Mastery Journal Month Nine

Quality Assurance

The focus this month was Quality assurance and its integral component of the game design process, as the successful delivery of a game is dependent on an effective QA system that covers both the verification and validation of the product. This month involved, requirements generation, test plan planning and development, defect tracking, and user experience and play test assessments.  I was able to classify, and track bugs in real-world game development projects.

My first project of the month was to deep dive into any system in Unreal and present it in a presentation. I choose the VFX and Particle Effects system in Unreal and presented the transparency card system that makes up special effects foliage in video games. Fire, explosion, magic, bushes, leaves and trees are all made with card systems.  It was very interesting learning VFX inside a game engine instead of Maya. Maya does not have a restriction of parts in VFX.

I have been promoted to Art Lead at Zygobot Studios. Zygobot Studios is also the studio producing my game. This month I acquired seven people on my team for “Roll for Initiative.”

The presentation below is the month end up date if my game.

We are in full production of my game and it is technically playable. This experience has been beyond amazing. I cannot wait for you to play it!

Till Next Month,

Dylan Smith

Mastery Journal Month Seven

Reflections on the prototype Fluidity – 2D Side Scroller

The prototype our team made this month was called Fluidity. Fluidity is a side-scrolling puzzle game where the player controls a blob of water that can change its states of mater to get through each level. As a team, we were split into Dev and Design, consisting of six people in each group. In Fluidity, I was responsible for making the trap designs to hinder and assist the player in progress through each level. I put my full effort into working on the 2D trap models. I did add animation to assist the 3D and found out that it was not necessary. I had made a total of five usable models consisting of spikes, a fan, heat vent, crusher, and a buzz saw.

The prototype created by the team was viable. This venture allowed learning and utilizing Unity. The learning curve was steep with Unity compared to Unreal. The coming months will be focusing on Unreal.

What Went Right

  1. Balancing multiple ideas.  Over the month, everyone on the team put forward ideas that were implemented in the final prototype. A team of ten plus members with various backgrounds quickly came together around this idea. As a team, wanting to find a larger audience, we decided to make a game for a younger demographic.
  2. The game based on water. The synopsis of the game is a sentient blob of water named Como that can transform between the three states of matter (solid, liquid, and gas) to manipulate their form to complete puzzles. As a team, we came up with the idea so simple; it should not have worked; however, when putting this idea into a puzzle game, it worked perfectly. The controls were simple enough for almost anyone to grasp, and the puzzles made enjoyable by the fact you can change your state of matter.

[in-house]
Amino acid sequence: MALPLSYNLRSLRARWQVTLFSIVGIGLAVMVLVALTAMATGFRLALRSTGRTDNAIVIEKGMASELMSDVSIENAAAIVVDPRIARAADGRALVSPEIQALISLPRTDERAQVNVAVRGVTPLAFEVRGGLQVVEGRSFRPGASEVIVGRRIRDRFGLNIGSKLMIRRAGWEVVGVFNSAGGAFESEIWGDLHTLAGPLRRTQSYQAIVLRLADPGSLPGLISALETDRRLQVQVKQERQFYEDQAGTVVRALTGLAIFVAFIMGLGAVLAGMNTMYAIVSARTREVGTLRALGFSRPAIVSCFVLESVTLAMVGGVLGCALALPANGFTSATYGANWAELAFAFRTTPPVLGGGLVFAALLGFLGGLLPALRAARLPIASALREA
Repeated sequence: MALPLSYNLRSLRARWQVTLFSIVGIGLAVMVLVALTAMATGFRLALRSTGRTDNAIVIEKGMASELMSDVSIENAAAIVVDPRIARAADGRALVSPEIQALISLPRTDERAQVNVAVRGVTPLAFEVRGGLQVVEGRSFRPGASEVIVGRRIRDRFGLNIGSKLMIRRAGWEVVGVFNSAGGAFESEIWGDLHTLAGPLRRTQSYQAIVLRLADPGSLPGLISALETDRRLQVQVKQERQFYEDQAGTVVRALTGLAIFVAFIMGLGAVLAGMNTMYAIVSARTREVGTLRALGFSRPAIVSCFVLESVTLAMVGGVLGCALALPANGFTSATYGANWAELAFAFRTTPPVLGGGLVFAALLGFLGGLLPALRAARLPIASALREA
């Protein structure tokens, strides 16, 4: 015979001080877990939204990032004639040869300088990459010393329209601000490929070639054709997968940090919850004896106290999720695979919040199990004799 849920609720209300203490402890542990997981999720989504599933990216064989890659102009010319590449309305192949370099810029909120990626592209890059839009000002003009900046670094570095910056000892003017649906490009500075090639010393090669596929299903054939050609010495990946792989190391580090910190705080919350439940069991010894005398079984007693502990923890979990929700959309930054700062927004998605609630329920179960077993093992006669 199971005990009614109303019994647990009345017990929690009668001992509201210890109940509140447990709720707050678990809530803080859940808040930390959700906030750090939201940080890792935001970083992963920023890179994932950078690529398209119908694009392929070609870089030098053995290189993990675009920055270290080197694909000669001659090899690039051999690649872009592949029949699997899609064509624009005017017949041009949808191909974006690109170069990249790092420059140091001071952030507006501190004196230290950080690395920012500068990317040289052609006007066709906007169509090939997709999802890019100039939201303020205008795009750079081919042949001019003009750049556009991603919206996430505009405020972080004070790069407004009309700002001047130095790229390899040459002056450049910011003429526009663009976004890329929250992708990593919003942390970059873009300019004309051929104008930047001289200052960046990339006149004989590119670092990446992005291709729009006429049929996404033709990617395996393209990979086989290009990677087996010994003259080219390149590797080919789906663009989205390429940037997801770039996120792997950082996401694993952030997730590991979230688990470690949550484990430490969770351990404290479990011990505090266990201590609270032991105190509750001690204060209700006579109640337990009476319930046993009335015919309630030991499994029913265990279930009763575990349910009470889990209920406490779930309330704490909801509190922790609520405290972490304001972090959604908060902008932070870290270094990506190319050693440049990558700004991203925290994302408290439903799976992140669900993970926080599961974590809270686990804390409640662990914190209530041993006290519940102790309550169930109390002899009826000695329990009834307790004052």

The player will be able to change between three states of matter, Liquid, Solid, Gas.

  • The Player will use the liquid state to squeeze into tight spaces.
  • The Player will use solid-state to push objects and click buttons.
  • The Player will use the gas state to float up.

3. Art direction.

It did not take long for everyone to understand the atmosphere of our game. This premise of an escaped lab experiment allowed for some very creative traps and environments. The team played with lighting traps and generated fans to enable the player to float. All the traps are set in a 2D modern laboratory.

What Went Wrong

  1. No in-person collaboration.

The most significant drawback of our game was that we could never meet in person due to the current state of affairs, pandemic. This led to some fatigue and a lack of communication.

2. Split the workforce.

Around week two, we decided to split into two teams, team A and team B. Team A was working on a prototype where the environment changed your state of the water. Team B was working on a prototype was that the player changed the state of the water. The problem was that team A was still working on team B prototype due to miscommunication, which led team A prototype unfinished for presentation. Team B prototype was polished by the presentation.

There are two prototypes that we focused on.

  • Team B- Button press to change state- this prototype has the following button map to change the state.
  • Team A- Environment Triggers- this prototype has only the basic controls and require points in the map that will change the state of the player.

3. Sick

Around week two, I got sick with the Covid19, which significantly impacted my ability to work.

4. 3D to 2D

My background is primarily in 3D, so it took me the better part of two weeks to catch up with the other 2D artists. I tried my best to keep up with what was required for the project. I faced two major obstacles during this course. First was working in 2D and an engine that I did not have experience in. The second was being sick, both things withstanding, I did everything I could to contribute to the level necessary for the project to be successful.  

Where Does Fluidity Go From Here?

I do hope our team brings this game forward to Roy’s next class. I can see this game being fleshed out and finished if most of us put in the effort. I will personally continue to learn Unity and practice my 2D art, so when or if we go back to Fluidity, I can contribute more than I did this month because I believe this prototype. 

See you next month,

Dylan Smith

https://www.nerdzgarage.com/

https://www.artstation.com/nerdzgarage